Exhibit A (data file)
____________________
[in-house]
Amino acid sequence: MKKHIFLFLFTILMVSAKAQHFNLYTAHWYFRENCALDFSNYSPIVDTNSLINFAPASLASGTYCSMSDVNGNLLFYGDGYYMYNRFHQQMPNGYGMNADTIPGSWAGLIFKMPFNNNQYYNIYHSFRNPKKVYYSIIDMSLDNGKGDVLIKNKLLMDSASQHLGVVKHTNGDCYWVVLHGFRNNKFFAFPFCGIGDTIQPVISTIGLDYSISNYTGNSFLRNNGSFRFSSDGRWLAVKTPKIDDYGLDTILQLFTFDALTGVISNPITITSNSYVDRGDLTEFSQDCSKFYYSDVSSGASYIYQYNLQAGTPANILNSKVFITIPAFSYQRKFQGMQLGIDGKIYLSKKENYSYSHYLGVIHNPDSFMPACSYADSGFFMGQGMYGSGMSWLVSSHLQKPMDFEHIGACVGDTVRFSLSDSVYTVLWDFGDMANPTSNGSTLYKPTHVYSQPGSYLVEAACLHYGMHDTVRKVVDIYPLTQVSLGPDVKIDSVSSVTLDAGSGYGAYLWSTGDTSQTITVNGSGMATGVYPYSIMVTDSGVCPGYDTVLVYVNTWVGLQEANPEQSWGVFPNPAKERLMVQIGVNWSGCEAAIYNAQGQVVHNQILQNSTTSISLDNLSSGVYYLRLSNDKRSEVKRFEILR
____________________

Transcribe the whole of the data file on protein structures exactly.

[in-house]
Amino acid sequence: MKKHIFLFLFTILMVSAKAQHFNLYTAHWYFRENCALDFSNYSPIVDTNSLINFAPASLASGTYCSMSDVNGNLLFYGDGYYMYNRFHQQMPNGYGMNADTIPGSWAGLIFKMPFNNNQYYNIYHSFRNPKKVYYSIIDMSLDNGKGDVLIKNKLLMDSASQHLGVVKHTNGDCYWVVLHGFRNNKFFAFPFCGIGDTIQPVISTIGLDYSISNYTGNSFLRNNGSFRFSSDGRWLAVKTPKIDDYGLDTILQLFTFDALTGVISNPITITSNSYVDRGDLTEFSQDCSKFYYSDVSSGASYIYQYNLQAGTPANILNSKVFITIPAFSYQRKFQGMQLGIDGKIYLSKKENYSYSHYLGVIHNPDSFMPACSYADSGFFMGQGMYGSGMSWLVSSHLQKPMDFEHIGACVGDTVRFSLSDSVYTVLWDFGDMANPTSNGSTLYKPTHVYSQPGSYLVEAACLHYGMHDTVRKVVDIYPLTQVSLGPDVKIDSVSSVTLDAGSGYGAYLWSTGDTSQTITVNGSGMATGVYPYSIMVTDSGVCPGYDTVLVYVNTWVGLQEANPEQSWGVFPNPAKERLMVQIGVNWSGCEAAIYNAQGQVVHNQILQNSTTSISLDNLSSGVYYLRLSNDKRSEVKRFEILR